So. Here we go:
1. For beginners, make sure E.V.E.R.Y.O.N.E. uses the rest room before you set out on any expedition of any length. The alternative is to make sure you pack plenty of undies and a barge full of wipes. I will not go into any lengthy explanation here but we did learn this lesson very early on this journey.
2. Reserve one suitcase in which to pack your entire medicine cabinet because one of the 8 will probably come down with just about every ailment known to mankind during your stay in a foreign country.
One alternative to packing your entire medicine cabinet would be scavenging your host's entire house in the wee hours of the morning looking for either medicine or home remedy ingredients.
Another alternative would be staying up for most of the night trying to soothe a sick child as you wait for the breaking of dawn and the opening of a local pharmacy.
Our medical issues while in Poland were really quite minor - but included a severe toothache, earache, fever, teething, headache and fatigue. Ok. Ok. Fatigue barely counts as a medical issue but it was rather debilitating at times.
The upside of the toothache was that one son came home with a Polish filling in his tooth for a fraction of what the same treatment would've cost here at home. We successfully convinced him that he brought home the coolest souvenir.
3. Pack an extra set of clothing in your carry on bag just in case your checked in luggage gets lost in Germany.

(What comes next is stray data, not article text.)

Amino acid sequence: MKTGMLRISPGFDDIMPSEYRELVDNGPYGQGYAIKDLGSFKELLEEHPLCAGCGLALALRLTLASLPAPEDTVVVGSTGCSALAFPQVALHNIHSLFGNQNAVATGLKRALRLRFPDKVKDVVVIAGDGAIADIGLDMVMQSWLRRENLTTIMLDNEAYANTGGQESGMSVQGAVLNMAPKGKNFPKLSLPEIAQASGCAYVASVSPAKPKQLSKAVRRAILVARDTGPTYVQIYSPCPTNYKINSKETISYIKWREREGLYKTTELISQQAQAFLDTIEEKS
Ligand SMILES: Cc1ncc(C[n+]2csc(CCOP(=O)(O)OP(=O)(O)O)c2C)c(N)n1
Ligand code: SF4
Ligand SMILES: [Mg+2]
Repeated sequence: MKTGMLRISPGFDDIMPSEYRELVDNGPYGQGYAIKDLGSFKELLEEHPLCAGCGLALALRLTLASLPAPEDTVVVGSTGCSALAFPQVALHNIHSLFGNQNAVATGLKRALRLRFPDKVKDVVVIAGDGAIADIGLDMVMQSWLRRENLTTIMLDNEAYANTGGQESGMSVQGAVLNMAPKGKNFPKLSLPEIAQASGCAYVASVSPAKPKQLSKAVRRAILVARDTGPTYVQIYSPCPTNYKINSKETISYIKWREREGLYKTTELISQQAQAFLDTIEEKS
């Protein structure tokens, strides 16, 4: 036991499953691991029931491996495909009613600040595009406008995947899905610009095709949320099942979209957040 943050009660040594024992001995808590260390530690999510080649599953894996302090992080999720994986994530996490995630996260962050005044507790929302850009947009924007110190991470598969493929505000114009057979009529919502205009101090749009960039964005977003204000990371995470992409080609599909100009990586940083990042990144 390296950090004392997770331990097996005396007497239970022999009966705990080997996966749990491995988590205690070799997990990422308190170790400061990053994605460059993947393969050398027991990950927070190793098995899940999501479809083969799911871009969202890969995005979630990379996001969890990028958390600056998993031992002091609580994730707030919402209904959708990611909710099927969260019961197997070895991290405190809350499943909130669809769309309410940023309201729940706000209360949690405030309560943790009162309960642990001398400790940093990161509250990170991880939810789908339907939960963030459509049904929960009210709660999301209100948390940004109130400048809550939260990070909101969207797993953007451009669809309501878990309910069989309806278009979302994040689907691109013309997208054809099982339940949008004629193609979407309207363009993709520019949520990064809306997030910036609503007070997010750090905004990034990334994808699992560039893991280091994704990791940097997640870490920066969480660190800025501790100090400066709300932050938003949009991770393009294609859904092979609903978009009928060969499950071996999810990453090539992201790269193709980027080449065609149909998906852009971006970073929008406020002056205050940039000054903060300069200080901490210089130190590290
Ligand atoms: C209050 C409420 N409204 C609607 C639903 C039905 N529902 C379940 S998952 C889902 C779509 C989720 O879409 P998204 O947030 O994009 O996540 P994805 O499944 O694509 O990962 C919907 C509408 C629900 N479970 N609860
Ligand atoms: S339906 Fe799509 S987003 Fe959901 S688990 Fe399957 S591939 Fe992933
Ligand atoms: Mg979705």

I (semi) rolled my eyes when my nearly 80 year old mother in law reminded us of this fact during our last minutes of packing. I confess that I felt annoyed and didn't really have time to think about one more thing. Besides, in my years of traveling I had never experienced losing luggage. However, thanks to my husband's insistence we did end up with an extra set of clothing for nearly everyone in our carry on bags.
There is a first time for everything.
Sure enough, when we landed in Warsaw only half of our suitcases arrived with us.
I keenly felt my own stubbornness when I had to borrow a pair of underwear from my sister in law.
4. Always keep your passport within reach.
5. A copy of your passport is worthless.
6. Plan plenty of margin in to your trip schedule just in case you get in a tussle with border patrol.
7. Keep your passport with you at all times (see #4)
So. Yeah. We had a minor run in with the Polish border patrol while on our 3 day trip to Northern Poland.
Amos decided that he didn't want the stress of carrying 8 passports with us for 3 days since he was already toting a load of other important tickets and reservations. He made a photo copy of each passport just in case we should need them for some reason. Keep in mind that we were not planning to cross any borders and we had already successfully entered Poland a week earlier.
There really shouldn't be a need for our passports, or so we thought.
And we really didn't need them, except for that one particular moment.